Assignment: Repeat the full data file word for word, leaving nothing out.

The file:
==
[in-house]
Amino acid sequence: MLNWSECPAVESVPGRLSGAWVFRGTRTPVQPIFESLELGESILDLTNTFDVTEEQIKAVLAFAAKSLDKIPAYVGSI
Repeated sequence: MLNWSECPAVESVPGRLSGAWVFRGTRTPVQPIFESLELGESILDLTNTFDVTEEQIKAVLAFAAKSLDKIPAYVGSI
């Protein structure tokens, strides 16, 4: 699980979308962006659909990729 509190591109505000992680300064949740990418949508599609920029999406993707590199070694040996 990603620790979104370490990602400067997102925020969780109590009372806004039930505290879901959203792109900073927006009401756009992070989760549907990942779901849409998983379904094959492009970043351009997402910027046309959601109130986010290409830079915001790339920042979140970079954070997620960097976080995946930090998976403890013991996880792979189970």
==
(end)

[in-house]
Amino acid sequence: MLNWSECPAVESVPGRLSGAWVFRGTRTPVQPIFESLELGESILDLTNTFDVTEEQIKAVLAFAAKSLDKIPAYVGSI
Repeated sequence: MLNWSECPAVESVPGRLSGAWVFRGTRTPVQPIFESLELGESILDLTNTFDVTEEQIKAVLAFAAKSLDKIPAYVGSI
């Protein structure tokens, strides 16, 4: 699980979308962006659909990729 509190591109505000992680300064949740990418949508599609920029999406993707590199070694040996 990603620790979104370490990602400067997102925020969780109590009372806004039930505290879901959203792109900073927006009401756009992070989760549907990942779901849409998983379904094959492009970043351009997402910027046309959601109130986010290409830079915001790339920042979140970079954070997620960097976080995946930090998976403890013991996880792979189970």